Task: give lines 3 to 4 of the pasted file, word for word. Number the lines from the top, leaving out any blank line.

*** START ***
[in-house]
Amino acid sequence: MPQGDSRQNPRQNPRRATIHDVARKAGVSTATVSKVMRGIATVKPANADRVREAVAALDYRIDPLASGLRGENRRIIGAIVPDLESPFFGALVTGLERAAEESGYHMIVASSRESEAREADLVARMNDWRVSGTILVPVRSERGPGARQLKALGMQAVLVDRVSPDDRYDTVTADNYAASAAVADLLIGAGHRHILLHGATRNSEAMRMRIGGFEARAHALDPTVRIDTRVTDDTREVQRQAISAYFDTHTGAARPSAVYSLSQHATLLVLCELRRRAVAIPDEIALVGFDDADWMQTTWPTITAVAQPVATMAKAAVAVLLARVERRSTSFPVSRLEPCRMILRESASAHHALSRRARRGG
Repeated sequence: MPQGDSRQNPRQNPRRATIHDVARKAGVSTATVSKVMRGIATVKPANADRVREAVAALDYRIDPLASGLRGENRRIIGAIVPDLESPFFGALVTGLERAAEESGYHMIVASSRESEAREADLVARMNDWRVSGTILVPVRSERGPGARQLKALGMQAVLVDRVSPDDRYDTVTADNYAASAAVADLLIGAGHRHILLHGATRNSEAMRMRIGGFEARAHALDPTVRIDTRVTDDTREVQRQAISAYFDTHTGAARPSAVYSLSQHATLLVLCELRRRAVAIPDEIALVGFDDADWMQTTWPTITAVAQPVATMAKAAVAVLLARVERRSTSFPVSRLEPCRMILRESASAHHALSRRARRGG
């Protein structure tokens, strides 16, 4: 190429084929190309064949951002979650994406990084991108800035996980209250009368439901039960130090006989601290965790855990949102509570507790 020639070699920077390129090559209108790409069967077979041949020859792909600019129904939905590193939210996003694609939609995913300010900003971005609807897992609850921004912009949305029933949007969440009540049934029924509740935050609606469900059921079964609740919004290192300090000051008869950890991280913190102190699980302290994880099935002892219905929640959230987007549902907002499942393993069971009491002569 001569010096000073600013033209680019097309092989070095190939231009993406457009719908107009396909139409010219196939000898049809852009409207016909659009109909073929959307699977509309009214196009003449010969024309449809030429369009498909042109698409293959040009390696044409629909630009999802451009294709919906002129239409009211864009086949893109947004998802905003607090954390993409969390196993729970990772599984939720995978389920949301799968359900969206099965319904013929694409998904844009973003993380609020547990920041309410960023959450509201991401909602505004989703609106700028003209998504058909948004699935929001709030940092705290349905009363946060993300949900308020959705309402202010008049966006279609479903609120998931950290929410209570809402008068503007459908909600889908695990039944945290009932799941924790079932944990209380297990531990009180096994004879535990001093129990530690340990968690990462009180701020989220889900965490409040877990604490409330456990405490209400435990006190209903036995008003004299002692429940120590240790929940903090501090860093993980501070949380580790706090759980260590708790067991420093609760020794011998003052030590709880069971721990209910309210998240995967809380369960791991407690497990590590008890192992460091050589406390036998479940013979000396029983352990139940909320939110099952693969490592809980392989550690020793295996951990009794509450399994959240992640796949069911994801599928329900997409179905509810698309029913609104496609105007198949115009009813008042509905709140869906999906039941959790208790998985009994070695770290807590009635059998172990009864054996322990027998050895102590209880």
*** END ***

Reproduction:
Repeated sequence: MPQGDSRQNPRQNPRRATIHDVARKAGVSTATVSKVMRGIATVKPANADRVREAVAALDYRIDPLASGLRGENRRIIGAIVPDLESPFFGALVTGLERAAEESGYHMIVASSRESEAREADLVARMNDWRVSGTILVPVRSERGPGARQLKALGMQAVLVDRVSPDDRYDTVTADNYAASAAVADLLIGAGHRHILLHGATRNSEAMRMRIGGFEARAHALDPTVRIDTRVTDDTREVQRQAISAYFDTHTGAARPSAVYSLSQHATLLVLCELRRRAVAIPDEIALVGFDDADWMQTTWPTITAVAQPVATMAKAAVAVLLARVERRSTSFPVSRLEPCRMILRESASAHHALSRRARRGG
């Protein structure tokens, strides 16, 4: 190429084929190309064949951002979650994406990084991108800035996980209250009368439901039960130090006989601290965790855990949102509570507790 020639070699920077390129090559209108790409069967077979041949020859792909600019129904939905590193939210996003694609939609995913300010900003971005609807897992609850921004912009949305029933949007969440009540049934029924509740935050609606469900059921079964609740919004290192300090000051008869950890991280913190102190699980302290994880099935002892219905929640959230987007549902907002499942393993069971009491002569 001569010096000073600013033209680019097309092989070095190939231009993406457009719908107009396909139409010219196939000898049809852009409207016909659009109909073929959307699977509309009214196009003449010969024309449809030429369009498909042109698409293959040009390696044409629909630009999802451009294709919906002129239409009211864009086949893109947004998802905003607090954390993409969390196993729970990772599984939720995978389920949301799968359900969206099965319904013929694409998904844009973003993380609020547990920041309410960023959450509201991401909602505004989703609106700028003209998504058909948004699935929001709030940092705290349905009363946060993300949900308020959705309402202010008049966006279609479903609120998931950290929410209570809402008068503007459908909600889908695990039944945290009932799941924790079932944990209380297990531990009180096994004879535990001093129990530690340990968690990462009180701020989220889900965490409040877990604490409330456990405490209400435990006190209903036995008003004299002692429940120590240790929940903090501090860093993980501070949380580790706090759980260590708790067991420093609760020794011998003052030590709880069971721990209910309210998240995967809380369960791991407690497990590590008890192992460091050589406390036998479940013979000396029983352990139940909320939110099952693969490592809980392989550690020793295996951990009794509450399994959240992640796949069911994801599928329900997409179905509810698309029913609104496609105007198949115009009813008042509905709140869906999906039941959790208790998985009994070695770290807590009635059998172990009864054996322990027998050895102590209880």